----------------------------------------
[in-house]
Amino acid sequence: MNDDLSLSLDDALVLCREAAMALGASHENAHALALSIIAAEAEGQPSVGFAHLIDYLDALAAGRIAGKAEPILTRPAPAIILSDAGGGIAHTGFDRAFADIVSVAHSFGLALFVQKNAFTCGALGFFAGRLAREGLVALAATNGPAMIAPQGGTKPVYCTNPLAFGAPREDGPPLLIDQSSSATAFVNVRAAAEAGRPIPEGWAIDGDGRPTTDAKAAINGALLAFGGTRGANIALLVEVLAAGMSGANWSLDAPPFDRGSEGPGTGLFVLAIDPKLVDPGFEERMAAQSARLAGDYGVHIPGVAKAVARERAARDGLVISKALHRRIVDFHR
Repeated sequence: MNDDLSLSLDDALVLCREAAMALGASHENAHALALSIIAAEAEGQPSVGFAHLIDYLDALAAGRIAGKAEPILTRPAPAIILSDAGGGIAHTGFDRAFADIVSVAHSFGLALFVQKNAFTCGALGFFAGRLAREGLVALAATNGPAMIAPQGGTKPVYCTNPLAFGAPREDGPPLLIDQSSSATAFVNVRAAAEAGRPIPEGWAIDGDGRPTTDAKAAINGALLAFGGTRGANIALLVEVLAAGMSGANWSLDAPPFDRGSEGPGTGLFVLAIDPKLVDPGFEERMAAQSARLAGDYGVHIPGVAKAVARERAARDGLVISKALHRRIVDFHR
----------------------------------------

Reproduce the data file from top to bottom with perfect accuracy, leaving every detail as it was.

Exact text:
[in-house]
Amino acid sequence: MNDDLSLSLDDALVLCREAAMALGASHENAHALALSIIAAEAEGQPSVGFAHLIDYLDALAAGRIAGKAEPILTRPAPAIILSDAGGGIAHTGFDRAFADIVSVAHSFGLALFVQKNAFTCGALGFFAGRLAREGLVALAATNGPAMIAPQGGTKPVYCTNPLAFGAPREDGPPLLIDQSSSATAFVNVRAAAEAGRPIPEGWAIDGDGRPTTDAKAAINGALLAFGGTRGANIALLVEVLAAGMSGANWSLDAPPFDRGSEGPGTGLFVLAIDPKLVDPGFEERMAAQSARLAGDYGVHIPGVAKAVARERAARDGLVISKALHRRIVDFHR
Repeated sequence: MNDDLSLSLDDALVLCREAAMALGASHENAHALALSIIAAEAEGQPSVGFAHLIDYLDALAAGRIAGKAEPILTRPAPAIILSDAGGGIAHTGFDRAFADIVSVAHSFGLALFVQKNAFTCGALGFFAGRLAREGLVALAATNGPAMIAPQGGTKPVYCTNPLAFGAPREDGPPLLIDQSSSATAFVNVRAAAEAGRPIPEGWAIDGDGRPTTDAKAAINGALLAFGGTRGANIALLVEVLAAGMSGANWSLDAPPFDRGSEGPGTGLFVLAIDPKLVDPGFEERMAAQSARLAGDYGVHIPGVAKAVARERAARDGLVISKALHRRIVDFHR